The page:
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Idea for a Chardonnay Infused Beer

Last weekend I visited one of my favorite local breweries where they had a recently released Dark Belgium Strong ale which was aged for 11 months in a Chardonnay wine barrel. I am not a huge wine fan, but I absolutely loved this beer. First sip gave you the sweet Chardonnay taste and a nice, smooth finish. I enjoy beers that are very unique and creative, so this was a nice find.

Since then I have tried to think of ways to somewhat replicate this type of recipe. Im not too picky about the beer style as long as it would go well with the wine addition. I was thinking the regular Belgium Strong kit might be a good choice, but I would be open to suggestions. To add the wine flavor, I was thinking of soaking oak cubes in wine and adding to secondary, similar to the instructions on the Bourbon Barrel Porter. I have yet to add oak cubes to any beer, so here is where I turn to those with more experience:

-Any recommendation on a style of beer that would go well with a Chardonnay (or similar) wine?
-Would this method work?
-What type of oak cubes would be best? I see NB has several types available and although they appear to be for wine making, Im guessing one type might work for this.

Thanks in advance for any advice!

Light toast oak cubes or an infusion spiral would be best. I’d recommend boiling cubes first, then dumping the water and adding the cubes in secondary. For the wine, just add it to taste at bottling. Not any benefit to aging it with the wine unless you’re doing a mixed fermentation, and this gives you the best control.

Belgian styles would be great for this… Maybe even a saison with a simple grist. This kind of beer makes me think farmhouse.

Locally, a brewery does a saison with Sauvignon Blanc grapes that seems to be well received. Neither are my thing, but it seems like a natural pairing. I’d do a light oak, like @porkchop says. I used light French oak in a cider and got plenty of flavor after a few weeks.

I too would use light toast oak. Be mindful that light toast will give it more oak flavor rather than the vanilla, smoky flavors. Therefore I would taste it often do you don’t over do it.

Hmm. You’ve given me an idea . . . I’m going to get a one-gallon Master Vintner Chardonnay kit and add it to the secondary of a Belgian strong, along with some toasted oak chips.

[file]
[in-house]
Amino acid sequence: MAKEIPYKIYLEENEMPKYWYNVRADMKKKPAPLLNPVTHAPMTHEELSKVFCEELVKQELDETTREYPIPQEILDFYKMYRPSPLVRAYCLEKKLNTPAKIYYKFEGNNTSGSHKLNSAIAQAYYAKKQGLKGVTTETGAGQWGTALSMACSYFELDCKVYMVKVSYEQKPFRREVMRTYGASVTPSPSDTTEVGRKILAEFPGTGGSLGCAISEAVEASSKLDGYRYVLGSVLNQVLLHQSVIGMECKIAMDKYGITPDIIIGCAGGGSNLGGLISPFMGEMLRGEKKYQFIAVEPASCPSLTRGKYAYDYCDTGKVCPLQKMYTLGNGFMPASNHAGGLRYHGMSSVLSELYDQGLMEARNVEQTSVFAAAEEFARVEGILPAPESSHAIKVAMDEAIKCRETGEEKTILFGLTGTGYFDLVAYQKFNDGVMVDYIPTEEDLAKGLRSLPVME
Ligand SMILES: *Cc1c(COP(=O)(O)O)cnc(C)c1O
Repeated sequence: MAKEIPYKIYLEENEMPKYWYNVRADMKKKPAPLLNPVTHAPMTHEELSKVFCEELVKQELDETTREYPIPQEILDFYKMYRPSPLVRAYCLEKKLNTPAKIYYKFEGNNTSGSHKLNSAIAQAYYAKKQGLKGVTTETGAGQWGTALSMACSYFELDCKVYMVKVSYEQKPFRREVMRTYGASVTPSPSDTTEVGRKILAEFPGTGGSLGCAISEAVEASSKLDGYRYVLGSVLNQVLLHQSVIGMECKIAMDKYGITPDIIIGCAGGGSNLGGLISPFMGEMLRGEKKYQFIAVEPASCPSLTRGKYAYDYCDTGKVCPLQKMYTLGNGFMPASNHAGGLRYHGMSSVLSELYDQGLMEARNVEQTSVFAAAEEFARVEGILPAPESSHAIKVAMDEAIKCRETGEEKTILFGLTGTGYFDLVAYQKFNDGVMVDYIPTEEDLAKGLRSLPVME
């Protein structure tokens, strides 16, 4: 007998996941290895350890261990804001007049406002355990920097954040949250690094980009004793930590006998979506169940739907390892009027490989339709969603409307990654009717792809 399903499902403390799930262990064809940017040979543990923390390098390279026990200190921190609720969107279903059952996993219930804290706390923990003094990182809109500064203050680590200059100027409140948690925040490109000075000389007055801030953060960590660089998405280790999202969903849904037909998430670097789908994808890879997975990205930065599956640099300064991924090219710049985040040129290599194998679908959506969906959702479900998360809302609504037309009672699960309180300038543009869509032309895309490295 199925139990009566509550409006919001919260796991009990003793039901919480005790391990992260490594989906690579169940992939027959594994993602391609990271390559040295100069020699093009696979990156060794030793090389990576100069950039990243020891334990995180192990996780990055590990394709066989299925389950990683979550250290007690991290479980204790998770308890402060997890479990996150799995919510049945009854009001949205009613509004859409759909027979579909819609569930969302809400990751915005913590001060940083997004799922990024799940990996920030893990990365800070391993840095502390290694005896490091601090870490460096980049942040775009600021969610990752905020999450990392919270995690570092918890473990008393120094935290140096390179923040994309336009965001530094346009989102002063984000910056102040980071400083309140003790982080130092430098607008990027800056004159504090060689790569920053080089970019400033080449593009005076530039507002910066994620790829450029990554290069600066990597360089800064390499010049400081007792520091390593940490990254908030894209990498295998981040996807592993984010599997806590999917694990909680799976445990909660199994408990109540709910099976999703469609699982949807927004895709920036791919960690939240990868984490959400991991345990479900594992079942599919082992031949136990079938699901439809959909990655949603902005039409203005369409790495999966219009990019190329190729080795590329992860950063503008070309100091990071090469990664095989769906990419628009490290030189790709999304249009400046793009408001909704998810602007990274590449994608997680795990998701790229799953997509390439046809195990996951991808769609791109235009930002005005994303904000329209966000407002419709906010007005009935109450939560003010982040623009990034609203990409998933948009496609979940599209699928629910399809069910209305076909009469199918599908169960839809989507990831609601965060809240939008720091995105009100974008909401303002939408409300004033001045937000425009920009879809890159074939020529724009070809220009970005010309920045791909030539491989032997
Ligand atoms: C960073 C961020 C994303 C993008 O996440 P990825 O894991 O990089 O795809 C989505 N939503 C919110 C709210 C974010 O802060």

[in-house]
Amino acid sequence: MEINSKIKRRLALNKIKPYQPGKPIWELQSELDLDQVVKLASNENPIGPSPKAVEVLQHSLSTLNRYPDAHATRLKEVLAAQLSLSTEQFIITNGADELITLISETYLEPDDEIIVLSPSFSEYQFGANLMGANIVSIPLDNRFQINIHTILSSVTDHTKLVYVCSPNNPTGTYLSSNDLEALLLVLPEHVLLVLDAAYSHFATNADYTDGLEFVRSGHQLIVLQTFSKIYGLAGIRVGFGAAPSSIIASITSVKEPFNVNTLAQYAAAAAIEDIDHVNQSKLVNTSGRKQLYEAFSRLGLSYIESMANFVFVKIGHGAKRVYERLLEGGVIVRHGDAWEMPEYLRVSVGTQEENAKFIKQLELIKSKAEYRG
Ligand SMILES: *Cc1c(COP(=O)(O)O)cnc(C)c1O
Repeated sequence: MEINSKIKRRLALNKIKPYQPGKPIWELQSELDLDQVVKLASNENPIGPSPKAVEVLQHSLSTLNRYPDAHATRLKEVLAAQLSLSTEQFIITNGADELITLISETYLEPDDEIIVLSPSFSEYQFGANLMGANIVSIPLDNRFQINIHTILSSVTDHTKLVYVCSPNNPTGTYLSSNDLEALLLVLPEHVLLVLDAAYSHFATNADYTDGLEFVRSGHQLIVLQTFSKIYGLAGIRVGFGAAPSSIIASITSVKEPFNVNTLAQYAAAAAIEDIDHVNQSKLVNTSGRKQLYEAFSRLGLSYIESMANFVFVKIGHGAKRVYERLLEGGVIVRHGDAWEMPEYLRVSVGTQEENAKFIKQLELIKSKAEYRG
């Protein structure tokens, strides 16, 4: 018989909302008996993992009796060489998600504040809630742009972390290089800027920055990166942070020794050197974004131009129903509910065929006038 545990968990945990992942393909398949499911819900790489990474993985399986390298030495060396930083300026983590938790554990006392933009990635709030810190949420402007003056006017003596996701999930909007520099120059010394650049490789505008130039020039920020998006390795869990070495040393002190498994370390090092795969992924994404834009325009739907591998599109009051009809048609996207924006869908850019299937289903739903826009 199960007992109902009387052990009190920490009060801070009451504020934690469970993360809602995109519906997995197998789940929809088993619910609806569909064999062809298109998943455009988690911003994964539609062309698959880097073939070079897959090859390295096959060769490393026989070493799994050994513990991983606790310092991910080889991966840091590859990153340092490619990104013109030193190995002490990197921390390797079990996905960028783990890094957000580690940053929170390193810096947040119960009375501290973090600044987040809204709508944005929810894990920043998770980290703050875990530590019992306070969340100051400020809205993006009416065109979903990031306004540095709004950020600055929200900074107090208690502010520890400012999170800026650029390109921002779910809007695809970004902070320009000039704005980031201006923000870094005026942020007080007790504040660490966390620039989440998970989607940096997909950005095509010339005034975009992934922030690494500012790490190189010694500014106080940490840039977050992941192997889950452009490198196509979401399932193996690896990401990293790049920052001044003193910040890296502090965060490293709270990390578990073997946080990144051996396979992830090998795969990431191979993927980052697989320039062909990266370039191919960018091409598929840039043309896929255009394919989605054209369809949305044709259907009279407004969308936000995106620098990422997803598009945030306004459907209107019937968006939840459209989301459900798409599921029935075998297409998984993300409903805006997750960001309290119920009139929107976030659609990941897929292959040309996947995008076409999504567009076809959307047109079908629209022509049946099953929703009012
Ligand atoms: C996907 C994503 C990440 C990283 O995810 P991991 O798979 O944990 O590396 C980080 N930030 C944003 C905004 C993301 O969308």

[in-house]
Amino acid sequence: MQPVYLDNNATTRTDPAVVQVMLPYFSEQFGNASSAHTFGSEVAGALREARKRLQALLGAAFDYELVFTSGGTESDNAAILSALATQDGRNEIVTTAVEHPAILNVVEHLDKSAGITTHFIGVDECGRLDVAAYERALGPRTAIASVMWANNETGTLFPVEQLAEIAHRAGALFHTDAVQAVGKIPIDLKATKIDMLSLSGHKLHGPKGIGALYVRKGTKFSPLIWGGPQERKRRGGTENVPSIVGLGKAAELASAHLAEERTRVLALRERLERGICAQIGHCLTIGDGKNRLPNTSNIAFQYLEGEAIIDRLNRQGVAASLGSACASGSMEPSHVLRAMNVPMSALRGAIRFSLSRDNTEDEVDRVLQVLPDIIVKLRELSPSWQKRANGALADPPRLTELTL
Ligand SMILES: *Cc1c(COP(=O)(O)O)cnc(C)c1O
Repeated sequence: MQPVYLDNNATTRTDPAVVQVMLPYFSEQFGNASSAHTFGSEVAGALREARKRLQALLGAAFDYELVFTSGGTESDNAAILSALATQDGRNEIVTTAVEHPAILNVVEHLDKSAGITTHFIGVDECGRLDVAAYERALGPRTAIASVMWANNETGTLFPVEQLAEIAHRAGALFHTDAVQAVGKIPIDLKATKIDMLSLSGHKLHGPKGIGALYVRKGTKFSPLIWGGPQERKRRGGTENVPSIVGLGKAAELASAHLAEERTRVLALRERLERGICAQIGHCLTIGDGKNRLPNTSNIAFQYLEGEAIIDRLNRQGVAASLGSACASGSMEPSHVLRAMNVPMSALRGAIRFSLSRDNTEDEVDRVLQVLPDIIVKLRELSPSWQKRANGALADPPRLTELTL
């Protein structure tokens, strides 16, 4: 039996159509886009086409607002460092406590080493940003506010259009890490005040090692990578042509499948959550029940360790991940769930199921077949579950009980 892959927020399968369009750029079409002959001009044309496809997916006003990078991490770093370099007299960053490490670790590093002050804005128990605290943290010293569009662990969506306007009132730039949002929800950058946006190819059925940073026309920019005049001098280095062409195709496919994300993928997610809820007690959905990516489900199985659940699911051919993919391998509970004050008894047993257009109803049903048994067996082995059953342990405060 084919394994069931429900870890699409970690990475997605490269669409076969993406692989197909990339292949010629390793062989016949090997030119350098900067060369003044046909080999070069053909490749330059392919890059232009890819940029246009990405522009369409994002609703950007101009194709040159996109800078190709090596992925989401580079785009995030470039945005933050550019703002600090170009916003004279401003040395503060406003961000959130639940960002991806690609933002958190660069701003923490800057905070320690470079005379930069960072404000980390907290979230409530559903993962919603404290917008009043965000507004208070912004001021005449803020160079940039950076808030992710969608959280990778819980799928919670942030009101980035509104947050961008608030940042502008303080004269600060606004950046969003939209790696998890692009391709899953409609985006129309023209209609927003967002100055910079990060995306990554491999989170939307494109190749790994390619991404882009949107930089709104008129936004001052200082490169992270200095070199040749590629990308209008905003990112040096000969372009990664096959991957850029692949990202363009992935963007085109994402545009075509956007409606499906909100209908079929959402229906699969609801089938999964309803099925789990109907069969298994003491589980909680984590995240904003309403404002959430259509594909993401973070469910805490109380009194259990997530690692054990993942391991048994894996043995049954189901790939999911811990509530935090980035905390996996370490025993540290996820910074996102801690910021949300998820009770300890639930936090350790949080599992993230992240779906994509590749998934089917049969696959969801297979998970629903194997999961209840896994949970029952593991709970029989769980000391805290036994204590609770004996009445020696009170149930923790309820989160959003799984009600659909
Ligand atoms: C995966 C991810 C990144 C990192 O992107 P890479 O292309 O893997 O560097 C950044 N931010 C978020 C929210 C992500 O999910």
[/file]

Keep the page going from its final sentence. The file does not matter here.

Tim, that’s a great idea! I actually have one of your Pinot noir kits in my basement, waiting to go into a BDSA. I’d love to hear your results from it! Wine plus beer can be a wonderful thing.

If they could blend finished wine into it, I’m sure they would prefer to do that! Unfortunately, as homebrewers, we just don’t have access to the quality of wine grapes that a brewery can source. Finished wine is a really great option since the quality is so high versus the concentrates we can get.

I know that farmhouse isn’t your style, but some day it might click for you, and you’ll be soooo glad it did!

I revisit styles that I don’t like once in a while. I’d say I’m usually 1/10 in my ability to enjoy them. Luckily (or unluckily), the stuff I tend to avoid usually is the costly stuff. Good in that I’m not breaking the bank on rare Cantillon, but not good in that it’s hard to justify trying another weird thing that I’m pretty sure is going to have a phenolic, clovey, barnyardy yeast character I won’t like. I’m always open to opinions/suggestions on inroads though.

Thanks to everyone for the advice. Seems like the general agreement is using light oak cubes, which I would need to pick up elsewhere since it appears NB does not carry that exact type.

Based on @porkchop’s recommendation of just adding the wine at bottling for flavor, anyone have an idea the approximate amount to use? I have used the fruit flavorings in the past which are 4-6 oz. I know it all depends on personal preference, but would say adding roughly 4 oz of wine be a good starting point?